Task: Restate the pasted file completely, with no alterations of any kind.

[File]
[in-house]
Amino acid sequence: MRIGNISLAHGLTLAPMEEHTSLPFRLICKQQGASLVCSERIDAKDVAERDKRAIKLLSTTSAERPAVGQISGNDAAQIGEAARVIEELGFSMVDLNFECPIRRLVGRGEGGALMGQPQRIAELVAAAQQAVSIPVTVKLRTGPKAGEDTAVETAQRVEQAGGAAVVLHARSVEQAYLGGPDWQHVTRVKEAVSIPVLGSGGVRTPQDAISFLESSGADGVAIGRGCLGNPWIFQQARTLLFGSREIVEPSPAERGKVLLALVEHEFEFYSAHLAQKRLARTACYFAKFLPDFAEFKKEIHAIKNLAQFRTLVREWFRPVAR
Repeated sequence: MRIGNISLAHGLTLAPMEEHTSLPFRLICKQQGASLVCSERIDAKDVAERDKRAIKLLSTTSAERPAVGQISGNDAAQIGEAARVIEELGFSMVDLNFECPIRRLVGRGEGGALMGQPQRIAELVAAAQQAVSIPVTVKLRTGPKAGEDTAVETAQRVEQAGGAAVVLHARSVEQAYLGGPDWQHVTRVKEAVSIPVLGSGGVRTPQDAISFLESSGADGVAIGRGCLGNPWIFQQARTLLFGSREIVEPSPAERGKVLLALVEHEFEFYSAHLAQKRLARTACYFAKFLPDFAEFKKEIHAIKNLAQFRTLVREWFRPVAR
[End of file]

[in-house]
Amino acid sequence: MRIGNISLAHGLTLAPMEEHTSLPFRLICKQQGASLVCSERIDAKDVAERDKRAIKLLSTTSAERPAVGQISGNDAAQIGEAARVIEELGFSMVDLNFECPIRRLVGRGEGGALMGQPQRIAELVAAAQQAVSIPVTVKLRTGPKAGEDTAVETAQRVEQAGGAAVVLHARSVEQAYLGGPDWQHVTRVKEAVSIPVLGSGGVRTPQDAISFLESSGADGVAIGRGCLGNPWIFQQARTLLFGSREIVEPSPAERGKVLLALVEHEFEFYSAHLAQKRLARTACYFAKFLPDFAEFKKEIHAIKNLAQFRTLVREWFRPVAR
Repeated sequence: MRIGNISLAHGLTLAPMEEHTSLPFRLICKQQGASLVCSERIDAKDVAERDKRAIKLLSTTSAERPAVGQISGNDAAQIGEAARVIEELGFSMVDLNFECPIRRLVGRGEGGALMGQPQRIAELVAAAQQAVSIPVTVKLRTGPKAGEDTAVETAQRVEQAGGAAVVLHARSVEQAYLGGPDWQHVTRVKEAVSIPVLGSGGVRTPQDAISFLESSGADGVAIGRGCLGNPWIFQQARTLLFGSREIVEPSPAERGKVLLALVEHEFEFYSAHLAQKRLARTACYFAKFLPDFAEFKKEIHAIKNLAQFRTLVREWFRPVAR